Headlines

Papa Eaglets and our cheating culture

17112015C eaglets“I don’t see Nigerian football getting out of the quagmire, the problem it is in, today, is because corruption is getting deeper and deeper. From time to time we get flashes where we do well in some competitions with overage players and we celebrate.

That was one of the issues I looked at; we can’t keep using overage players. We used over-age players for junior championships, I know that. Why not say it? It’s the truth. We always cheat. It’s a fact. When you cheat, you deprive the young stars that are supposed to play in these competitions their rights.”— NFA Chairman, Anthony Kojo Williams, in 2000.

JULIUS Agwu is one of my favourite comedians in Nigeria .I love his feminine voice,the crispness of his jokes as well as his delivery. Anytime I am boarding a flight and I call my wife,I usually say “abodu ala o”.I picked that from Julius.He cracked the joke about a flight attendant going around the lounge to announce an aircraft boarding   because the public address system was not working during the renovations of the Enugu airport .

The Igbo lady was saying: “A Lagos abodu ala o” There was a passenger billed to fly that plane who did not understand a word in Igbo and therefore sat put while other passengers went to join the queue. About an hour later he went to the A… counter and asked why they had yet to make a boarding call only to be told that the plane had since departed “I went round shouting abodu ala” came from the flight attendant as if every passenger must understand her native tongue.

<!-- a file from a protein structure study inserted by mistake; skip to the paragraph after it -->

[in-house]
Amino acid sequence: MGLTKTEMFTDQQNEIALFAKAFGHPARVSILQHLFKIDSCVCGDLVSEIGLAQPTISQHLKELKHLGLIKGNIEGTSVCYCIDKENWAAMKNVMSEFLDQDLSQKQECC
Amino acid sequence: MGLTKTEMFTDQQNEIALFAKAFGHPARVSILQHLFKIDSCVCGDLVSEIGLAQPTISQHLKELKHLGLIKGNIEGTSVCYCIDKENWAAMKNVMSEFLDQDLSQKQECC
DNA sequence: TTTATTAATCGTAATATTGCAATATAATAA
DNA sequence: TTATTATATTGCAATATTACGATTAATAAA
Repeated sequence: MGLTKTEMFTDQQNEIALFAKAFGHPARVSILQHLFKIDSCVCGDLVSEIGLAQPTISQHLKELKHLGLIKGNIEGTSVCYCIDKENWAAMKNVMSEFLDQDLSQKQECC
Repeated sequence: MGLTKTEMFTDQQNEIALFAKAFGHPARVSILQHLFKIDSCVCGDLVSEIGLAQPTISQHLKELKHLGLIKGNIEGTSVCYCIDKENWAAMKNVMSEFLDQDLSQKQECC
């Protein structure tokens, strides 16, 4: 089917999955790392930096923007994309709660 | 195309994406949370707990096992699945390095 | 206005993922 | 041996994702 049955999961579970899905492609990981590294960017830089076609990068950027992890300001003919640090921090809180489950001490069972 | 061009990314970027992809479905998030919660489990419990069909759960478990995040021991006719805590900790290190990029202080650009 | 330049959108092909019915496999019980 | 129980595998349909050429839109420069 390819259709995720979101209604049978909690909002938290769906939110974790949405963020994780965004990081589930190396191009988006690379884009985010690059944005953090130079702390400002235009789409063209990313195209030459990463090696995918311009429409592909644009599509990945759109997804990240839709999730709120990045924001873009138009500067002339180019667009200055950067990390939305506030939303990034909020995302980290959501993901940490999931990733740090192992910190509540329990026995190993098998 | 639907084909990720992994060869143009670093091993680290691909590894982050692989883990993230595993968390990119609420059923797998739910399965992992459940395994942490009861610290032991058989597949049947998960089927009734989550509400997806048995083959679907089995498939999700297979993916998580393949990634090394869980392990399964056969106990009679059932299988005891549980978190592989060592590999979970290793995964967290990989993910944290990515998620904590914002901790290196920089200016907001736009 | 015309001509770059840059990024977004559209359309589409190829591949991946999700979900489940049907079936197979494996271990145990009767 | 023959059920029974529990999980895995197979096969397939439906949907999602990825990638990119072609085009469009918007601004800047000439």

But his joke that is relevant to what I am discussing today is the one where he talked about some Nigerian team training for an age-grade competition near his house and how he went to one of the players to ask for his age and the response he got was: “Our coach has not given us our age”.

We have just “conquered” the world again in Chile and the drums are rolling in celebration of our lack of character and integrity as a people. Our infinite capacity to conspire in falsehood and pretend that all is well when the reverse is the case is once more being demonstrated even when we don’t blink in reciting our NATIONAL PLEDGE:

“I pledge to Nigeria my country To be faithful,loyal and HONEST”

We say these and all the other lines(read LIES) even when no one believes in them. We have mastered the art of saying something and doing another because the very foundation of our country is a concrete of lies. Every action we take is built on falsehood because we just can’t do it right. Cheating our ways to corner undeserved advantages has become a national culture because we have not been able to construct a national vision.

After 55 years we still cannot count ourselves because an accurate census would minimise our ability to cheat. Our examinations have become a farce as parents even buy questions for their wards and pay for admissions. We beat traffic rules if there is nobody in sight to enforce them.Our politicians forge certificates to contest elections. Our vote counts conflict with actual vote cast. Judges take bribes to pervert Justice. Priests and Imams negate moral values. The “how “ no longer matter to us and yet we pray that our country should succeed .